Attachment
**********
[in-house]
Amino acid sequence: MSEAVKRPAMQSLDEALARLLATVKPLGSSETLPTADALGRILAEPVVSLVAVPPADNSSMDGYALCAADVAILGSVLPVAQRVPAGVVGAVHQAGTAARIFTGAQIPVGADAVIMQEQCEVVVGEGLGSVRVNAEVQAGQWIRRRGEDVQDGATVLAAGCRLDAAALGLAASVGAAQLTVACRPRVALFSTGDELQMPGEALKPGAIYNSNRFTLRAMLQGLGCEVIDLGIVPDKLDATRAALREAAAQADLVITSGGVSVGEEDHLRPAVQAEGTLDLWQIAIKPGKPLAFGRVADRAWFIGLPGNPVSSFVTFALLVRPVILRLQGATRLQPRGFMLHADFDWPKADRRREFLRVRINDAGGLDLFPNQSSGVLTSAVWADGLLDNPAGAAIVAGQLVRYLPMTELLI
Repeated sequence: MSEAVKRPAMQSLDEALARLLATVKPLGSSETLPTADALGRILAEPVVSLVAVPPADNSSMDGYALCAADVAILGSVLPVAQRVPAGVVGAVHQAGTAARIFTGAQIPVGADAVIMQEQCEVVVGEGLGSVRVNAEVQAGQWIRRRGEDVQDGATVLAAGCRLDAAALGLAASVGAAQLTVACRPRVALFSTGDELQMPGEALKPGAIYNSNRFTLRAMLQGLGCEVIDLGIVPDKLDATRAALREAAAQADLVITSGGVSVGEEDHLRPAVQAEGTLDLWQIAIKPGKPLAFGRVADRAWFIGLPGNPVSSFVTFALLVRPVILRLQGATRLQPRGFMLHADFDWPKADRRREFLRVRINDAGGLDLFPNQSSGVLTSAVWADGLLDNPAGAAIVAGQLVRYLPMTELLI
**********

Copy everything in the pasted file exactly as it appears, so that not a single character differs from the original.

[in-house]
Amino acid sequence: MSEAVKRPAMQSLDEALARLLATVKPLGSSETLPTADALGRILAEPVVSLVAVPPADNSSMDGYALCAADVAILGSVLPVAQRVPAGVVGAVHQAGTAARIFTGAQIPVGADAVIMQEQCEVVVGEGLGSVRVNAEVQAGQWIRRRGEDVQDGATVLAAGCRLDAAALGLAASVGAAQLTVACRPRVALFSTGDELQMPGEALKPGAIYNSNRFTLRAMLQGLGCEVIDLGIVPDKLDATRAALREAAAQADLVITSGGVSVGEEDHLRPAVQAEGTLDLWQIAIKPGKPLAFGRVADRAWFIGLPGNPVSSFVTFALLVRPVILRLQGATRLQPRGFMLHADFDWPKADRRREFLRVRINDAGGLDLFPNQSSGVLTSAVWADGLLDNPAGAAIVAGQLVRYLPMTELLI
Repeated sequence: MSEAVKRPAMQSLDEALARLLATVKPLGSSETLPTADALGRILAEPVVSLVAVPPADNSSMDGYALCAADVAILGSVLPVAQRVPAGVVGAVHQAGTAARIFTGAQIPVGADAVIMQEQCEVVVGEGLGSVRVNAEVQAGQWIRRRGEDVQDGATVLAAGCRLDAAALGLAASVGAAQLTVACRPRVALFSTGDELQMPGEALKPGAIYNSNRFTLRAMLQGLGCEVIDLGIVPDKLDATRAALREAAAQADLVITSGGVSVGEEDHLRPAVQAEGTLDLWQIAIKPGKPLAFGRVADRAWFIGLPGNPVSSFVTFALLVRPVILRLQGATRLQPRGFMLHADFDWPKADRRREFLRVRINDAGGLDLFPNQSSGVLTSAVWADGLLDNPAGAAIVAGQLVRYLPMTELLI